In a document shared with the WTO in Geneva in March of this year, New Delhi argued that in the fight against climate change, developing and impoverished nations cannot be compelled to undertake the same commitments as wealthier nations. India has also raised concerns about environmental-based management of minimum residue limits in agriculture, deforestation-related measures, and quantitative import restrictions based on the environmental content of commodities, in addition to CBAM.

On the other hand, the European Union has been advocating for enhancing the WTO’s deliberative function as part of ongoing WTO reform discussions. The union emphasises that environmental and climate issues must occupy a more prominent place on the WTO agenda due to the urgency of addressing climate and environmental challenges. However, problems arise when developed nations are perceived as insincere in their efforts to control climate change and are merely greenwashing to demonstrate their commitment to mitigation.

The EU has also proposed increased transparency, coordination, and policy dialogue on trade-related environmental measures. It believes that partner nations should engage in early exchanges of information and discussions on their design to maximise climate and environmental benefits while minimising trade-restrictive impacts. While countries like India remain sceptical of the EU’s sincerity, the union has found allies in nations like Japan, which support the EU’s stance and express the importance of preparing for these issues.

Switzerland has also welcomed climate change as an integral part of the WTO agenda, advocating for the recognition of climate change, biodiversity loss, and pollution as global challenges that must be addressed at the upcoming Ministerial Conference. Norway shares a similar perspective, asserting that MC13 should drive further progress in the WTO’s contributions to addressing environmental challenges.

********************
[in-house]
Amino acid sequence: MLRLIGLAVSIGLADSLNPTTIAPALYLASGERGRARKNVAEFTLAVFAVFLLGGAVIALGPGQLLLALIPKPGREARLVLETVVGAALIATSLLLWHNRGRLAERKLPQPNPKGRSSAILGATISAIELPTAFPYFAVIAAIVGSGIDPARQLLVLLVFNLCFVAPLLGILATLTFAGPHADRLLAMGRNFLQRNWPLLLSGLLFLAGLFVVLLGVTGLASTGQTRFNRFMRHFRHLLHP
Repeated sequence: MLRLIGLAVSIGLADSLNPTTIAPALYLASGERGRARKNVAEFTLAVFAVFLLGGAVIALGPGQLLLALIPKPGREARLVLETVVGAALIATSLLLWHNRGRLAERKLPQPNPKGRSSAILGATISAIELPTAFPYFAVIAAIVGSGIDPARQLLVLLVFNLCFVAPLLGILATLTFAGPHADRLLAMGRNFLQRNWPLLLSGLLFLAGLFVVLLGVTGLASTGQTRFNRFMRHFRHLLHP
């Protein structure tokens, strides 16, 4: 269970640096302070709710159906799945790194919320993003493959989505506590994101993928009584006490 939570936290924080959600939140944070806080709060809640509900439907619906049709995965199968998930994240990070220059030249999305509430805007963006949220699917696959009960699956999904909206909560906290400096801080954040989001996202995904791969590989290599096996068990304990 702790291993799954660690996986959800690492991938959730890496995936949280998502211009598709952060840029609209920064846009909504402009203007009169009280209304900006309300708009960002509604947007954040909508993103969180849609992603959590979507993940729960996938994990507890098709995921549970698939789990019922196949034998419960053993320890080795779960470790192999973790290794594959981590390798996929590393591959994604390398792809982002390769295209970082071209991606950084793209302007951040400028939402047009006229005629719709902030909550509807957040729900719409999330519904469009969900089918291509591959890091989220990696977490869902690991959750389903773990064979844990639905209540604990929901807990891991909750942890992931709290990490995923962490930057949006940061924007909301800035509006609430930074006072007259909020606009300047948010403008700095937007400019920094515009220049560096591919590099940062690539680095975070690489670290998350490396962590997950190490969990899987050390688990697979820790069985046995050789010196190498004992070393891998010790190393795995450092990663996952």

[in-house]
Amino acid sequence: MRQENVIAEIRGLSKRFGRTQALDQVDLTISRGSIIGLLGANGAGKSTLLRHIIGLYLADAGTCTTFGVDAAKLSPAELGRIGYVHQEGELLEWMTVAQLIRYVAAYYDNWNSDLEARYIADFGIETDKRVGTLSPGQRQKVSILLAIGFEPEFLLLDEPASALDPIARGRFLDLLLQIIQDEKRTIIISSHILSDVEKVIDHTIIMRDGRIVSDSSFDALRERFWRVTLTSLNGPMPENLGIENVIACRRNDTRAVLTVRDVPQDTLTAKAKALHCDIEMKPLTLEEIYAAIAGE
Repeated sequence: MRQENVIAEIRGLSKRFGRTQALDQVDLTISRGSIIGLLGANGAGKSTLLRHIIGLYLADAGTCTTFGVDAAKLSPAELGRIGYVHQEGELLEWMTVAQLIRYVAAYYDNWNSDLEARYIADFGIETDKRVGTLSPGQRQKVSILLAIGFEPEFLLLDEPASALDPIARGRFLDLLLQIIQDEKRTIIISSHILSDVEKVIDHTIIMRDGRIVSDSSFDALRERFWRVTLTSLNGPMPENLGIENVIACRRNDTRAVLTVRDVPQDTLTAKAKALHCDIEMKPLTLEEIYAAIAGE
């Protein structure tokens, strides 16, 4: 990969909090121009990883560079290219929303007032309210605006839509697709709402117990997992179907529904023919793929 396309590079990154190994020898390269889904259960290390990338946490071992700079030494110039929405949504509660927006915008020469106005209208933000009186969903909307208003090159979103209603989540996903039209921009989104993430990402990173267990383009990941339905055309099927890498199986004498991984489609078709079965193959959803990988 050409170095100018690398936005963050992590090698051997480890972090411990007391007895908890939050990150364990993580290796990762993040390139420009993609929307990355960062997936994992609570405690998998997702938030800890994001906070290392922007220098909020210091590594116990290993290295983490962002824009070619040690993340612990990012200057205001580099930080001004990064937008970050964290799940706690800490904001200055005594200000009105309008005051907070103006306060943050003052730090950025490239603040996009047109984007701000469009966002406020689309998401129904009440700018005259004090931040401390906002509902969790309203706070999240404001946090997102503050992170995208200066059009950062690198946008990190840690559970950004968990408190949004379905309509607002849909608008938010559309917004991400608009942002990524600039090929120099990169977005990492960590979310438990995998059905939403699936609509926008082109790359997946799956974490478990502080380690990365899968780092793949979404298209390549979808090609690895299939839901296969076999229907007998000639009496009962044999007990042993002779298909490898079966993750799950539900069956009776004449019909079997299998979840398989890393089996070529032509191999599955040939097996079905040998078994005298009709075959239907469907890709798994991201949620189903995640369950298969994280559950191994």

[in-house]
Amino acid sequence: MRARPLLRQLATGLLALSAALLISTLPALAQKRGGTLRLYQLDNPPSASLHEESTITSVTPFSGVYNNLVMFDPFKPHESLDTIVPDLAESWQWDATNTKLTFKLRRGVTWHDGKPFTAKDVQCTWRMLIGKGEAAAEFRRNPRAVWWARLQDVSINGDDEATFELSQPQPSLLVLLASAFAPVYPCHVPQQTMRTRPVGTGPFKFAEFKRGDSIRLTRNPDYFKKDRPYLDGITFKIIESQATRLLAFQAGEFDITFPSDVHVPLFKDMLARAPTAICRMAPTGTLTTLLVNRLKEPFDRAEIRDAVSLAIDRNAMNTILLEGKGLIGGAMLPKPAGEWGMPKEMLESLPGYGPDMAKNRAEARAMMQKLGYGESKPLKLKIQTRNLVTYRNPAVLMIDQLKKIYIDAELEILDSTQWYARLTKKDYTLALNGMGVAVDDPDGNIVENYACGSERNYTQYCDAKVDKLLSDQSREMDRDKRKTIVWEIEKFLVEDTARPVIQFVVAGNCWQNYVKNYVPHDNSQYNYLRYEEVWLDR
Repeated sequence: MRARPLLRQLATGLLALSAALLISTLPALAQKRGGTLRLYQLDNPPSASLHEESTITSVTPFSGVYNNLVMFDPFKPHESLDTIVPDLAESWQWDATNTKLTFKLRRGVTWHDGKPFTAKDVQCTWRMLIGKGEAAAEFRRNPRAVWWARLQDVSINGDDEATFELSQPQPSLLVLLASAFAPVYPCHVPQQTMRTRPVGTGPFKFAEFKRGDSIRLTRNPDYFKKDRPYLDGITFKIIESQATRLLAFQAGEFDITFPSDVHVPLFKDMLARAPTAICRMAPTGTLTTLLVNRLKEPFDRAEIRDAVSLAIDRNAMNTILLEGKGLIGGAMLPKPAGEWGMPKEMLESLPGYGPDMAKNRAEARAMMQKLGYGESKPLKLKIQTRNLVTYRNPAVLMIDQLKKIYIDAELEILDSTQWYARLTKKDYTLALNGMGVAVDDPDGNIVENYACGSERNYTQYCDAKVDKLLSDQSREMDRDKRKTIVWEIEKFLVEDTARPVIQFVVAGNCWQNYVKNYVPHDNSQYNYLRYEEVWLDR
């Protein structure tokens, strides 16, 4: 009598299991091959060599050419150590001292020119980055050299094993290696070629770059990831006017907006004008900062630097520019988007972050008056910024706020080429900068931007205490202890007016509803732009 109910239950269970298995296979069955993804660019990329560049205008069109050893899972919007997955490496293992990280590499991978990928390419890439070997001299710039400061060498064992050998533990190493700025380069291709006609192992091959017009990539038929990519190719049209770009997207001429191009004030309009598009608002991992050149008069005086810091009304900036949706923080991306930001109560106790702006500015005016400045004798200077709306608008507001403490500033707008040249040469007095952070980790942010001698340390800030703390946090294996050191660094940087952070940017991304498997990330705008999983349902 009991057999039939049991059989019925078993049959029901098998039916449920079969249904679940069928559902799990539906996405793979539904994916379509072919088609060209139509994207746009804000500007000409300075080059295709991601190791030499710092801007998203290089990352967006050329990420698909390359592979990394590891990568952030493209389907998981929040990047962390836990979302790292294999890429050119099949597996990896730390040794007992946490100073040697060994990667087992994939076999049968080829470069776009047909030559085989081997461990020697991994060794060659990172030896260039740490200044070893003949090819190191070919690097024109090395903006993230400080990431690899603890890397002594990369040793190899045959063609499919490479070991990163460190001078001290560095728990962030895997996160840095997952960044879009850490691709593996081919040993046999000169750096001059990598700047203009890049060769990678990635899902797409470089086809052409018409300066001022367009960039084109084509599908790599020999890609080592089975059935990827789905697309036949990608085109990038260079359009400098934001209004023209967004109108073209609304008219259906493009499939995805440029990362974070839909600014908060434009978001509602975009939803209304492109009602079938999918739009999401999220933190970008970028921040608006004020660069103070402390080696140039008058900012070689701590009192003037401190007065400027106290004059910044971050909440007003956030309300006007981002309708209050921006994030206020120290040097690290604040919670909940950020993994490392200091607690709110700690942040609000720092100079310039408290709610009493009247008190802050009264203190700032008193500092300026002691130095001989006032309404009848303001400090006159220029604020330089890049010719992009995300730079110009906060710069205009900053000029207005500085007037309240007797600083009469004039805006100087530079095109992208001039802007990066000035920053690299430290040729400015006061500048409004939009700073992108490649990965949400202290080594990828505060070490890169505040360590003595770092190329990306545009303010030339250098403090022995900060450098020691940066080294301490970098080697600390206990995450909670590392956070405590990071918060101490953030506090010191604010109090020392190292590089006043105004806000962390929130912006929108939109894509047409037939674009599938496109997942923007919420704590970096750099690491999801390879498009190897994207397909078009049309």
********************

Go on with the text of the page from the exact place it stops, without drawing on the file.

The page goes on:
Those in favour of the WTO’s willingness to incorporate climate change as a focal point on the organisation’s agenda unite in their belief that climate change is a challenge that transcends global issues and affects trade. They argue that the entire membership must collaborate on green solutions, identifying respective comparative advantages through negotiations, as stated by a Norwegian representative. Australia has also urged a focus on the intersection between trade policy and the environment, particularly regarding climate change.

Previously, Policy Circle had argued that while India must not forgo its economic interests, there is a daunting challenge in articulating its concerns without alienating key international partners. With its G20 presidency, India can also amplify the concerns of the Global South and rally other nations against the EU’s carbon tax system, considering the challenges CBAM presents to less affluent countries.